26:7 The priests, the prophets, and all the people heard Jeremiah say these things in the Lord’s temple. 26:8 Jeremiah had just barely finished saying all the Lord had commanded him to say to all the people. All at once some 129 of the priests, the prophets, and the people grabbed him and shouted, “You deserve to die! 130 26:9 How dare you claim the Lord’s authority to prophesy such things! How dare you claim his authority to prophesy that this temple will become like Shiloh and that this city will become an uninhabited ruin!” 131 Then all the people crowded around Jeremiah.
26:10 However, some of the officials 132 of Judah heard about what was happening 133 and they rushed up to the Lord’s temple from the royal palace. They set up court 134 at the entrance of the New Gate of the Lord’s temple. 135 26:11 Then the priests and the prophets made their charges before the officials and all the people. They said, 136 “This man should be condemned to die 137 because he prophesied against this city. You have heard him do so 138 with your own ears.”
26:12 Then Jeremiah made his defense before all the officials and all the people. 139 “The Lord sent me to prophesy everything you have heard me say against this temple and against this city. 26:13 But correct the way you have been living and do what is right. 140 Obey the Lord your God. If you do, the Lord will forgo destroying you as he threatened he would. 141 26:14 As to my case, I am in your power. 142 Do to me what you deem fair and proper. 26:15 But you should take careful note of this: If you put me to death, you will bring on yourselves and this city and those who live in it the guilt of murdering an innocent man. For the Lord has sent me to speak all this where you can hear it. That is the truth!” 143
26:16 Then the officials and all the people rendered their verdict to the priests and the prophets. They said, 144 “This man should not be condemned to die. 145 For he has spoken to us under the authority of the Lord our God.” 146 26:17 Then some of the elders of Judah 147 stepped forward and spoke to all the people gathered there. They said, 26:18 “Micah from Moresheth 148 prophesied during the time Hezekiah was king of Judah. 149 He told all the people of Judah,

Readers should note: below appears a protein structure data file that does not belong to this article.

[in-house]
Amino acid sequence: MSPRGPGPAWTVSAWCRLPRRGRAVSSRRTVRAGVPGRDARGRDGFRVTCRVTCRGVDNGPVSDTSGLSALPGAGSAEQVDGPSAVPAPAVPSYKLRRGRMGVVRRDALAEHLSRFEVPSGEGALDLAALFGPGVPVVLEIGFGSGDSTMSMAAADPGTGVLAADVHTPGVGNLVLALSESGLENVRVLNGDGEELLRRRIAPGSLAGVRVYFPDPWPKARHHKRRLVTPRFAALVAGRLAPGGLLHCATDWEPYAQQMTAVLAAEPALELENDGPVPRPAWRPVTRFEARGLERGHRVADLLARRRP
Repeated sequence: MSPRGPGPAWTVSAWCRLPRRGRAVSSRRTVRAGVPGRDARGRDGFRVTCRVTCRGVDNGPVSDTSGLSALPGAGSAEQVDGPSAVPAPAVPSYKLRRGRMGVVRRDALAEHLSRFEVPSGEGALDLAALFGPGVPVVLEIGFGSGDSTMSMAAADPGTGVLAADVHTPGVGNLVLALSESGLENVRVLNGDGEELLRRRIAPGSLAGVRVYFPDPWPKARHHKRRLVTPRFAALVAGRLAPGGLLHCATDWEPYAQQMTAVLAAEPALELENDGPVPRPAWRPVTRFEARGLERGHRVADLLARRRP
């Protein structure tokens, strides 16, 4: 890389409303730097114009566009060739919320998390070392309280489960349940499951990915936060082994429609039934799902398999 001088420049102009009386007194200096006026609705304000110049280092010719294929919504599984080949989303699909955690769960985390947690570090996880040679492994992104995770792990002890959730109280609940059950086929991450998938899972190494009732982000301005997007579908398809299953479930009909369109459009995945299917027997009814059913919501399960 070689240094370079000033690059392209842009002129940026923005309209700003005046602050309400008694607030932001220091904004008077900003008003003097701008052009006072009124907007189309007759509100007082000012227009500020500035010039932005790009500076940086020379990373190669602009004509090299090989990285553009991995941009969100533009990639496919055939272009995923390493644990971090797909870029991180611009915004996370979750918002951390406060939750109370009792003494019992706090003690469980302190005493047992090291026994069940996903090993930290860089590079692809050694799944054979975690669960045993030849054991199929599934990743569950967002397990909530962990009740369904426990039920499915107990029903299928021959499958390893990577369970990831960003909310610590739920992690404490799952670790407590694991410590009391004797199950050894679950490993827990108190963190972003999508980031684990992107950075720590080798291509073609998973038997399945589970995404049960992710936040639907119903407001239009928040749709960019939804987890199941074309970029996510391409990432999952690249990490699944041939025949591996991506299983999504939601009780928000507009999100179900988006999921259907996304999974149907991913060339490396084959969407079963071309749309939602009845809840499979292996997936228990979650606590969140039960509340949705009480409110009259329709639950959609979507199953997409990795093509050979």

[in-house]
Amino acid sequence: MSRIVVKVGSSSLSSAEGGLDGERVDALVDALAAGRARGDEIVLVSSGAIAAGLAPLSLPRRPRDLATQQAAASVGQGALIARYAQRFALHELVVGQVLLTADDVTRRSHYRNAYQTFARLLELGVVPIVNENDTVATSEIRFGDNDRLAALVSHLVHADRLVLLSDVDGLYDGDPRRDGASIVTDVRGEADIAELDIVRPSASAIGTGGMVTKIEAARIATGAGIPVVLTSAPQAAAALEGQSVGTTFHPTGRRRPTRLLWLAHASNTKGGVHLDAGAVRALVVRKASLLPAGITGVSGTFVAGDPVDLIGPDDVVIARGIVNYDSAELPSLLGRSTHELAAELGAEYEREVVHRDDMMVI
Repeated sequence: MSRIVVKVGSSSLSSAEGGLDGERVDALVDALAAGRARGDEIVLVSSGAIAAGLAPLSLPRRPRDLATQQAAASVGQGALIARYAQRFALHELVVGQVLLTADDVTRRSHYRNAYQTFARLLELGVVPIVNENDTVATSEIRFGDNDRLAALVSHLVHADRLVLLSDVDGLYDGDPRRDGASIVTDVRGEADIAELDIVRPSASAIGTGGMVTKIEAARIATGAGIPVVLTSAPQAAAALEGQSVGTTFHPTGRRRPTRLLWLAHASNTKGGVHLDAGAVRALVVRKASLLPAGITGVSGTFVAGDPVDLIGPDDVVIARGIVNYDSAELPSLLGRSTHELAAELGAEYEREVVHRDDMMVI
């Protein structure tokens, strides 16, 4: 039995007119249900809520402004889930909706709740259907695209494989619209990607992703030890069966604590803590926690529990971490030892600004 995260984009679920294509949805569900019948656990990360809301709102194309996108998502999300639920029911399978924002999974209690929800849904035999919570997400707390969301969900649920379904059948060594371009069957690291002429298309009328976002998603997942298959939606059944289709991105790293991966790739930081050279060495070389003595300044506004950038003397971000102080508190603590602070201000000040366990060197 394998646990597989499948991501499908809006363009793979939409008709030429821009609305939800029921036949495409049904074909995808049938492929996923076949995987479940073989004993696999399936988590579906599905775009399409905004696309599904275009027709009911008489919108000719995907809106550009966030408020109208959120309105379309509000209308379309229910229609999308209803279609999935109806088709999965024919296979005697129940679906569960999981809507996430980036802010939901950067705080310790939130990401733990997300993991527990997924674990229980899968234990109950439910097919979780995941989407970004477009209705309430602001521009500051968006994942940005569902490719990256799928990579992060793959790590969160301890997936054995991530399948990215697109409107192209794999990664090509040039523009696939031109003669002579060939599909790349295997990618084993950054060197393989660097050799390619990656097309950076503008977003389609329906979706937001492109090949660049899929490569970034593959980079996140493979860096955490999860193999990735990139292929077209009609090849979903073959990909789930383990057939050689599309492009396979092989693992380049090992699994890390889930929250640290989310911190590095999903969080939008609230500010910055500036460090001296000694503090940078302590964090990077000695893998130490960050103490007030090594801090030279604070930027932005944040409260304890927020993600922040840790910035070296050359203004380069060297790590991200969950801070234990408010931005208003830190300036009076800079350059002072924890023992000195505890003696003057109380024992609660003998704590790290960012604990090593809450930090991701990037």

‘The Lord who rules over all 150 says,
“Zion 151 will become a plowed field.
Jerusalem 152 will become a pile of rubble.
The temple mount will become a mere wooded ridge.”’ 153
26:19 King Hezekiah and all the people of Judah did not put him to death, did they? Did not Hezekiah show reverence for the Lord and seek the Lord’s favor? 154 Did not 155 the Lord forgo destroying them 156 as he threatened he would? But we are on the verge of bringing great disaster on ourselves.” 157
26:20 Now there was another man 158 who prophesied as the Lord’s representative 159 against this city and this land just as Jeremiah did. His name was Uriah son of Shemaiah from Kiriath Jearim. 160 26:21 When the king and all his bodyguards 161 and officials heard what he was prophesying, 162 the king sought to have him executed. But Uriah found out about it and fled to Egypt out of fear. 163 26:22 However, King Jehoiakim sent some men to Egypt, including Elnathan son of Achbor, 164 26:23 and they brought Uriah back from there. 165 They took him to King Jehoiakim, who had him executed and had his body thrown into the burial place of the common people. 166
1 sn See 2 Kgs 24:10-17 (especially vv. 14-16). Nebuchadnezzar left behind the poorest people of the land under the puppet king Zedekiah. Jeconiah has already been referred to earlier in 13:18; 22:25-26. The deportation referred to here occurred in 597
3 tn Heb “The word of the
6 tn The words “There” and “firmly in the land” are not in the text but are implicit from the connection and the metaphor. They are supplied in the translation for clarity.
8 tn Heb “I will give them a heart to know me that I am the
9 tn Heb “with all their heart.”
11 tn Heb “Like the bad figs which cannot be eaten from badness [= because they are so bad] surely [emphatic כִּי, ki] so I regard Zedekiah, king of Judah, and his officials and the remnant of Jerusalem which remains in this land and those who are living in Egypt.” The sentence has been restructured in the translation to conform more to contemporary English style. For the use of נָתַן (natan) meaning “regard” or “treat like” see BDB 681 s.v. נָתַן 3.c and compare the usage in Ezek 28:6;Gen 42:30.
12 tn Or “an object of reproach in peoples’ proverbs…an object of ridicule in people’s curses.” The alternate translation treats the two pairs which are introduced without vavs (ו) but are joined by vavs as examples of hendiadys. This is very possible here but the chain does not contain this pairing in 25:18; 29:18.